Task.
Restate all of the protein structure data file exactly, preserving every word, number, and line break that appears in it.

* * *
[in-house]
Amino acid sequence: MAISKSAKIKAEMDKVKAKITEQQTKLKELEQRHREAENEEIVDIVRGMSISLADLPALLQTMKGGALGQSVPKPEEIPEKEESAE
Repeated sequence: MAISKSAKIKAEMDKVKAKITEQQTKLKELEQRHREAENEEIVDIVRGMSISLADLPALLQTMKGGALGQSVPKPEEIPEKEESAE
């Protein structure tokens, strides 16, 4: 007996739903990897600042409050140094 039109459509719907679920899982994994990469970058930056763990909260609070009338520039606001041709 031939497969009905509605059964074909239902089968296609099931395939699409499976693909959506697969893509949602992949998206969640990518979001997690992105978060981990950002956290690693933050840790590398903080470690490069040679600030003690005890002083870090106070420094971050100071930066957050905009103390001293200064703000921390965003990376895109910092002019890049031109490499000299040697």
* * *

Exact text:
[in-house]
Amino acid sequence: MAISKSAKIKAEMDKVKAKITEQQTKLKELEQRHREAENEEIVDIVRGMSISLADLPALLQTMKGGALGQSVPKPEEIPEKEESAE
Repeated sequence: MAISKSAKIKAEMDKVKAKITEQQTKLKELEQRHREAENEEIVDIVRGMSISLADLPALLQTMKGGALGQSVPKPEEIPEKEESAE
């Protein structure tokens, strides 16, 4: 007996739903990897600042409050140094 039109459509719907679920899982994994990469970058930056763990909260609070009338520039606001041709 031939497969009905509605059964074909239902089968296609099931395939699409499976693909959506697969893509949602992949998206969640990518979001997690992105978060981990950002956290690693933050840790590398903080470690490069040679600030003690005890002083870090106070420094971050100071930066957050905009103390001293200064703000921390965003990376895109910092002019890049031109490499000299040697």